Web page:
Edit Blog Post
Published: July 26th 2011
Tuesday July 26th, 2011
We have traveled west from the coast of Norway following the path of the Norse explorers of old. They were a hardy lot and so the traditionally rough seas of the North Atlantic that we encountered would not have deterred them. It did, however, make a lot of the passengers and quite a few of the crew sick. It has been the roughest seas we have been through since we left Fort Lauderdale last January. The Captain said we encountered 60 mph winds and waves of 15 feet on top of the usual ocean swells. They even put barf bags out all over the ship and handed them out in the Cabaret Lounge during lectures and shows.
Antwerp, Belgium was a modern cosmopolitan city with great architecture and the streets were alive with musicians since we were there on their Independence Day. Bergen, Norway was picturesque, but all the flags were at half mast and the country was in shock from the horrendous attack by the apparent lone wolf gunman in Oslo from the day before. Heading north, we hugged the coast of Norway on our departure to try
to let the storm pass before heading west for the Faroe Islands. They were remote and scenic, but they pale in comparison to the splendor which is eastern Iceland. This morning we arrived off the coast of Iceland in a cloud of fog and haze. With the ships horn warning others of our approach, we cruised into the narrow opening of the Fjord. Almost instantly, the seas around us calmed and as if by magic, the fog lifted for us to behold snow capped peaks and gushing waterfalls. For over an hour we cruised up the Fjord, passing only small farms and lonely fishing boats surrounded by sea gulls. Then, at the end of this tranquil glacier-carved valley, where the rushing river meets the sea, we saw the tiny town of Seydisfjordur. It is hard to believe, but a town of only 700 inhabitants has their own cruise ship dock and it is nice. The water of the Fjord was crystal clear and mirror calm on this picture perfect morning. But, then I noticed small spots of oil on the surface in the middle of this pristine bay. Not to worry, it is not some land based pollution problem, but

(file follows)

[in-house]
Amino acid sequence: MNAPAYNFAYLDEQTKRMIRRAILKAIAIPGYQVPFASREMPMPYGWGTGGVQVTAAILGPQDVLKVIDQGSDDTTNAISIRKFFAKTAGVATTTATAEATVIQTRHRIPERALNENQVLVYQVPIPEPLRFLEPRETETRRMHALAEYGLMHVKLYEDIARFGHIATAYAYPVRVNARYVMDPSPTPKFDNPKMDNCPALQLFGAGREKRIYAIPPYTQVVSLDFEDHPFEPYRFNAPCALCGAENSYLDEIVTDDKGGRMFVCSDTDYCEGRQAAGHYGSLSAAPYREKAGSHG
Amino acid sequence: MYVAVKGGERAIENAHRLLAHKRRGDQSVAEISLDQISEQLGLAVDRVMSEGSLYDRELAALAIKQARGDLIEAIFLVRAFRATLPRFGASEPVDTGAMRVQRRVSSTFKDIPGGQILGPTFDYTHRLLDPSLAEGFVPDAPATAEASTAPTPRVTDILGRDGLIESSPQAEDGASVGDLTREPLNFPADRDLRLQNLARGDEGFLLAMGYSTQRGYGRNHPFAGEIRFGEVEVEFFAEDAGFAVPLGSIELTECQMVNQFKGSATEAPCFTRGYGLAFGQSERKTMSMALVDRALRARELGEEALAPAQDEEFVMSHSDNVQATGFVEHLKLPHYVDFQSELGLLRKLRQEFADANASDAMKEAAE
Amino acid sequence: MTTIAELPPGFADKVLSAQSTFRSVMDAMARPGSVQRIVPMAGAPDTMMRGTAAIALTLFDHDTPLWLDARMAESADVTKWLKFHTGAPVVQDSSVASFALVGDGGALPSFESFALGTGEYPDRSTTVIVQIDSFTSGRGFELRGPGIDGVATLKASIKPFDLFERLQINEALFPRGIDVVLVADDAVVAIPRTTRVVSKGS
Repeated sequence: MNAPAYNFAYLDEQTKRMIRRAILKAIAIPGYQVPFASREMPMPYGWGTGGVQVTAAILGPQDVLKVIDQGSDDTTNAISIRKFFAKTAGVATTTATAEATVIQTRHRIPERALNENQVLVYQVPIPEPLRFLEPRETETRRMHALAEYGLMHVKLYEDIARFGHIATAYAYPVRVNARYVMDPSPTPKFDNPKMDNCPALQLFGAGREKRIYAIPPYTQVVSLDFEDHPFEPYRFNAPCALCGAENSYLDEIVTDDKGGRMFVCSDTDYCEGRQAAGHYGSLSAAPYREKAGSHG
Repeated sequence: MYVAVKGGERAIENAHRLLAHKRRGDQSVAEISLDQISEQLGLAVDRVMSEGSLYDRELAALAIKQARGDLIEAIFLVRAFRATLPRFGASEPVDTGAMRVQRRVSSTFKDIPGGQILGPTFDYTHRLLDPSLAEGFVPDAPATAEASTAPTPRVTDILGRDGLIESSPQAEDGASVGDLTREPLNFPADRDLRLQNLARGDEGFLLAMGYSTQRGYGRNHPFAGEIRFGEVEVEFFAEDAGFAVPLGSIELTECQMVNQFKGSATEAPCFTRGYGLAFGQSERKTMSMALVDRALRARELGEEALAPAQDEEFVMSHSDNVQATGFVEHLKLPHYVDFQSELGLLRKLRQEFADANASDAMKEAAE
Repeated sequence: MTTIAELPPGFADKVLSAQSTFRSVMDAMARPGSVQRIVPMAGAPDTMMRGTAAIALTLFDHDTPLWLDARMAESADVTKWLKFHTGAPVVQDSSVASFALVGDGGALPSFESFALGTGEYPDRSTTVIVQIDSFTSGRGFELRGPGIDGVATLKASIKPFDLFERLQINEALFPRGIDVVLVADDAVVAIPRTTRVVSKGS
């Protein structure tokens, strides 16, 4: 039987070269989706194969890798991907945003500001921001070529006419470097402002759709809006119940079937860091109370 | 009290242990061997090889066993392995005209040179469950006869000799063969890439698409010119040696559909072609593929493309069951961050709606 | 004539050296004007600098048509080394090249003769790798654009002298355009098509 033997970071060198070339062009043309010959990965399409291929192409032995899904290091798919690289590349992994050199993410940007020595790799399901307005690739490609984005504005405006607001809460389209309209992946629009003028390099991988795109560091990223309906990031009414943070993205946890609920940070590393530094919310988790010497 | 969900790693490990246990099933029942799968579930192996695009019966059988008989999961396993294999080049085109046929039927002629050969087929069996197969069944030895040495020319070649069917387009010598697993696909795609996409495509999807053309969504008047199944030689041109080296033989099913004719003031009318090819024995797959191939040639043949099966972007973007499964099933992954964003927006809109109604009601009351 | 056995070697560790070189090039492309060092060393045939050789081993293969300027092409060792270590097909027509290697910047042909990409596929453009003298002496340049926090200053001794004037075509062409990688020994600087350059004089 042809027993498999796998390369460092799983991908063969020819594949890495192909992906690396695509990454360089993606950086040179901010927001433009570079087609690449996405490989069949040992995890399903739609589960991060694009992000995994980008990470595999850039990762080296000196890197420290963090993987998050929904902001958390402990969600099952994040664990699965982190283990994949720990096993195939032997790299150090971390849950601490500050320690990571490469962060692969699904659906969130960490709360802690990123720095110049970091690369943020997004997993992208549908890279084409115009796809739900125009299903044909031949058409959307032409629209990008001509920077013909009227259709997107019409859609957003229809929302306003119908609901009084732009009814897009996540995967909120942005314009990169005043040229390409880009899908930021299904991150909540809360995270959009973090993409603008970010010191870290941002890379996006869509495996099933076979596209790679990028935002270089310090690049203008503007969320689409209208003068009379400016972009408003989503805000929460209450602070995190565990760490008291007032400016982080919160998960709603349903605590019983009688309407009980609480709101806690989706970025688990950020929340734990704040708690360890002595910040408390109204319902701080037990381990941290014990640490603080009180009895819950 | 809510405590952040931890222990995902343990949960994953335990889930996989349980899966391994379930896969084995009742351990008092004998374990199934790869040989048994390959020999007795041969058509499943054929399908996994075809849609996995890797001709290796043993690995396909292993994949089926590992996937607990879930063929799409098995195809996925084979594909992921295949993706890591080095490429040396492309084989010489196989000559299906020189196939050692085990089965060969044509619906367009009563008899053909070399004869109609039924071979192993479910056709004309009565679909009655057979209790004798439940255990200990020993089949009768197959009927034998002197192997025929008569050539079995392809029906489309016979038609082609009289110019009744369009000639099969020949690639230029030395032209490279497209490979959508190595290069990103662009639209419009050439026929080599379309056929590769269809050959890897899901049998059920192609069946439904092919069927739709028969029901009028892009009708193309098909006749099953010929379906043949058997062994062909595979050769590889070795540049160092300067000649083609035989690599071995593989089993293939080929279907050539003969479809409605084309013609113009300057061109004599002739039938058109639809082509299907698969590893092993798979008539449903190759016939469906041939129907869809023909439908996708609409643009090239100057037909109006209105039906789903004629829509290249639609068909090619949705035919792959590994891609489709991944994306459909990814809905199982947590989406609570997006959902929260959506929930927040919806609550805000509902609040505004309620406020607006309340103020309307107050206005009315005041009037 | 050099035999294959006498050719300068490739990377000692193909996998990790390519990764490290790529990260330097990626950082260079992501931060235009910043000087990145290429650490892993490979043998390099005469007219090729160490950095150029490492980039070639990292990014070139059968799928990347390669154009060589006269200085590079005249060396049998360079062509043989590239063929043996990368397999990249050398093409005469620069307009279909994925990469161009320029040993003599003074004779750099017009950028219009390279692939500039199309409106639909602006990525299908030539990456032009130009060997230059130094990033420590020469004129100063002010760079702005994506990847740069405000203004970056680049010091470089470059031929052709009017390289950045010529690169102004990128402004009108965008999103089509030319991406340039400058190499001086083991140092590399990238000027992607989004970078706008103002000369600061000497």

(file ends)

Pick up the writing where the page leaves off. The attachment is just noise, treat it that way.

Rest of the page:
simply the residue from a WWII wreck that lays on the bottom 160 feet down. A British tanker was sunk here in 1944 and a very small amount of oil still bubbles to the surface, even after all these years. There is not too much to the town, but it was clean, cute and very easy to walk around and enjoy.
So far, this whole area of the North Sea has been a cool, clean and refreshing reunion with an economy totally dependent on the ocean. These are Maritime Provinces where the people work hard and share a close association with the sea. It is remote and feels removed from the bustle of modern society. As most of the US swelters in one of the hottest summers on record, we are in no rush to return to more southern latitudes.
Wait, what is that on the western horizon? Steady as she goes.
Tot: 0.153s; Tpl: 0.01s; cc: 11; qc: 58; dbt: 0.101s; 1; m:domysql w:travelblog (10.17.0.13); sld: 1;
; mem: 1.2mb